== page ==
Let's ALL say the system's automatic attributions are convenient but sometimes cause communications mix-ups - and end this exchange here?

I think many of us have had the same problem, where a particular response generates a comment directed towards the original person. It's not an uncommon problem.

Crumbly Writer

@robberhands

The crew's life on board was all fun and games. Then the ship sank and the crew drowned. Only the chief mate, Bruce Murray, survived. Lucky Bruce was on shore leave and visiting a grammar course for advanced learners.

Good one. I'll have to have that tattooed somewhere, just so I don't forget it.

Crumbly Writer

@PrincelyGuy

Since there is no clear consensus, maybe being more verbose would help? Something along the line of

The lives of the crews aboard both ships are at risk...

In the work in question (since I both started the thread and introduced the 'multiple crews' theory), the story makes a point of the two crews joining together as a single 'larger crew' occupying two ships.

I wouldn't use such a definition in any other use (such as two Queen Anne English vessels), but I was trying to explain how the usage complicated my own arguments.

PrincelyGuy

So that would mean the crews within the flotilla are at risk. I believe you can use flotilla for space going ships and not only water bound ships. The early onset Alzheimer's is kicking in again.

I am looking forward to seeing how you actually word this when you get around to posting the story.

Replies:   Crumbly Writer
Crumbly Writer

@PrincelyGuy

So that would mean the crews within the flotilla are at risk. I believe you can use flotilla for space going ships and not only water bound ships. The early onset Alzheimer's is kicking in again.

Flotilla (or fleet) implies a great many ships (two full squadrons or more for a flotilla), rather than just a couple traveling together for convenience sakes.

I am looking forward to seeing how you actually word this when you get around to posting the story.

The last version I quoted above (you may have to hunt for it) is the final* version, baring editing changes. 'D

As usual, most questions get answered in the first half-dozen to a dozen answers, after which we mostly just argue among ourselves about minor points that don't affect what shows up in print.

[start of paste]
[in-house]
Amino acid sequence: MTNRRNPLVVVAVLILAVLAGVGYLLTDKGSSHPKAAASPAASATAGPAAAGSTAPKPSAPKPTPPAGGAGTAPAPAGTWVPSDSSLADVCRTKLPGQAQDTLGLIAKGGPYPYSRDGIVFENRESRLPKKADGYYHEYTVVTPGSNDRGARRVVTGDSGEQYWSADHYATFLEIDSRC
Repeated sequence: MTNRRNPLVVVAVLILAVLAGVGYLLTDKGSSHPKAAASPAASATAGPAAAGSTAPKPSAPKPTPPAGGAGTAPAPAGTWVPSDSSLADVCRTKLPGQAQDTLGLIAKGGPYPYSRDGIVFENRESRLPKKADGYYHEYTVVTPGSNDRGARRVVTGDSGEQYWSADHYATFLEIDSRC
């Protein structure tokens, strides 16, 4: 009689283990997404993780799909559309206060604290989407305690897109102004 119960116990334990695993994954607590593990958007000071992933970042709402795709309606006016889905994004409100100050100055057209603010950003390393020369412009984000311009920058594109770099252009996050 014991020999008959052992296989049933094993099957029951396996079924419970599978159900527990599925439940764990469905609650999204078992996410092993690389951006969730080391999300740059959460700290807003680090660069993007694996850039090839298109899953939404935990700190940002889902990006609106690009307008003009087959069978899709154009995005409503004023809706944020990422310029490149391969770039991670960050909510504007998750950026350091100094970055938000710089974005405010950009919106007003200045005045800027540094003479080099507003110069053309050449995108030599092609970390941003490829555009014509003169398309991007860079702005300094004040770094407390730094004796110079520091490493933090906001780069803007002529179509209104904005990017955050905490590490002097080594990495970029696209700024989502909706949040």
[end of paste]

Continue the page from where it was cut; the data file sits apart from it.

richardshagrin

Hairstyle: a crews cut, or maybe a crews crew cut. Or crew's cut or crew's crew cut, or crews' cut or crews' crew cut. One crew's cut, two or more crews' cut...

Ross at Play

@richardshagrin

or crew's crew cut

... or cruise crew's crew cut.

Trying saying that quickly to a woman without getting your face slapped!

Replies:   sejintenej
sejintenej

@Ross at Play

... or cruise crew's crew cut.


Ross; go back to your initial answer. To the original question I agree that crew is a collective singular so crew's would be correct but here.....
Given that crew is a collective does every member have a crew cut or is it only one/some?
Your wording suggests that all members of the crew have crew cuts but is that what you mean or could someone else think otherwise? I suggest that quite different and clearer wording would be advisable

Replies:   Ross at Play
Ross at Play
Updated:

@sejintenej

I agree that 'cut' in my post should be plural, but Richard made the original error.

I just inserted an extra word into a copy taken from his post.

Replies:   robberhands
robberhands

@Ross at Play

... but Richard made the original error.

Does that mean you made an unoriginal error?

Replies:   Ross at Play
Ross at Play

@robberhands

Does that mean you made an unoriginal error?

No, it means I have sinned.

robberhands

@Ross at Play

No, it means I have sinned.

Neither do I condemn you; go, and sin no more.

Crumbly Writer
Updated:

@richardshagrin


Hairstyle: a crews cut, or maybe a crews crew cut. Or crew's cut or crew's crew cut, or crews' cut or crews' crew cut. One crew's cut, two or more crews' cut...


If the entire crew gets the exact same hair cut, at the exact same time every time they do, then yeah. 'D But I'd go with a crew's cut, since crew is a singular verb referring to everyone in the crew, and cut refers to the crew, not each individual member's haircut.

Replies:   sejintenej
Dominions Son

@Ross at Play

No, it means I have sinned.


$5.00 for the syntax. :)

sejintenej

@Crumbly Writer

But I'd go with a crew's cut, since crew is a singular verb referring to everyone in the crew, and cut refers to the crew, not each individual member's haircut.

To me that is illogical because a crew (being a collective) does not have hair to be cut.

I've been searching mentally for an alternative but ... If the entire crew is being sacked - cut from the company's list of employees- then totally different wording would be employed

Replies:   Crumbly Writer
Crumbly Writer

@sejintenej

To me that is illogical because a crew (being a collective) does not have hair to be cut.

I wouldn't worry about it too much, I can't imagine a time when anyone would actually use that phrase in a story. It was an extreme example, meant to prove a point, but after stating the obvious, I weighed in on a largely meaningless example usage.

Back to Top